I am a teacher (more on that in the coming “love your work” essay). Helping students see academic disciplines at work in everyday life is a crucial element of my teaching philosophy. For my money, sports (and food) offer some of the richest interdisciplinary experiences we encounter (also, they are “five sense” experiences). So, in short, I feel the content of this blog going in the direction of answering a fundamental question: how can we use college basketball to teach ourselves and others about the world around us? As I said, a longer essay on all this is brewing.
Today, I offer an example of the kind of work I hope to share here on a regular basis this season. File this one under both “teacher” and “daddy.” As a boy growing up in the Eighties, I learned United States geography through college basketball conference affiliation. Some glorious weekend in October, Dick Vitale’s College Basketball Yearbook would hit the local drugstore’s magazine rack, and I would giddily grab it and run to my mother yelling “It’s here today! Can I get it?!” She always said “Yes,” and the stat-ogling would begin. When I grew tired of marveling at how many points Reggie Miller or Reggie Williams averaged or at the size of the Carrier Dome or at the enrollment at Texas, I moved on to drawing uniforms and mascots. Eventually, at some point, this rural Kentucky boy would dig up a map of the United States and hunt for places like Corvallis, Oregon, or Lafayette, Louisiana. I made it a point to know all of the Division I teams, their colors, and their mascots.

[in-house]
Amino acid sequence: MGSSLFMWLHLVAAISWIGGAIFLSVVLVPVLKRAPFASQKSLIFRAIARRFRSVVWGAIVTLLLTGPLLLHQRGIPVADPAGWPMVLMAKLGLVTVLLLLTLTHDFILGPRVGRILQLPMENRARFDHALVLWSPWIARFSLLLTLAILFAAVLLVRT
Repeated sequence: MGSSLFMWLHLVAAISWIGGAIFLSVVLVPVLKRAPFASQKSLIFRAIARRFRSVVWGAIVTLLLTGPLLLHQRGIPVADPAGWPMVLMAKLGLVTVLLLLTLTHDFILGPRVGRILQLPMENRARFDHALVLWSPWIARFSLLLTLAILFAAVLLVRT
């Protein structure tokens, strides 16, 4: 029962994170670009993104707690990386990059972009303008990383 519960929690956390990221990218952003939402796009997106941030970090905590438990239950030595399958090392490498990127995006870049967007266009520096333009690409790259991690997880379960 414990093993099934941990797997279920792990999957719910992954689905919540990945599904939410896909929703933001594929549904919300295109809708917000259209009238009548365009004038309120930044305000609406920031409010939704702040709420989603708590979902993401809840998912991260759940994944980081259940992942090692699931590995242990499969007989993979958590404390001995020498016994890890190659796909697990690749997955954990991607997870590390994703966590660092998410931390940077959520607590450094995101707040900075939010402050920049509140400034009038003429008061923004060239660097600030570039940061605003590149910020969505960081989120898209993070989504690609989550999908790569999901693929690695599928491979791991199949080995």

So, now as father-teacher, I aim to revisit some of these practices with a four-year-old boy (my daughter is a bit young for this right now, but I hope this can come for her, too). A current obsession of his happens to be maps. This sparked the thought of a massive college hoops project to usher in the season: plot all 345 teams. Yesterday, I created a giant paper map in pencil, and allowed my son to trace over the pencil sketch with a black marker to create those stark state borders essential to understanding concepts like “in-state rivalry” and “border wars.” Perhaps those concepts are a bit advanced for a four-year-old, but a sense of place and geography are not.
There will be more on this project as we go along, but a good work session last night yielded these results:
Kentucky and Tennessee up close.
Note that we plotted WKU first, followed by other member Sun Belt institutions. After that, the remaining Kentucky schools went on. Beyond that, I left it up to my son to ask questions and pick states until the session ended. This morning, he rolled out of bed, and his first words to me were, “What about Rhode Island?” So, we put URI’s baby blue and Providence’s black on the map before breakfast.
Curiosity. It is the greatest gift given from teacher to student. And, actually, curiosity is not given, but stirred or inspired or uncovered. That is one of the greatest aspects of a sport with 345 teams: from year to year, there is always room for curiosity.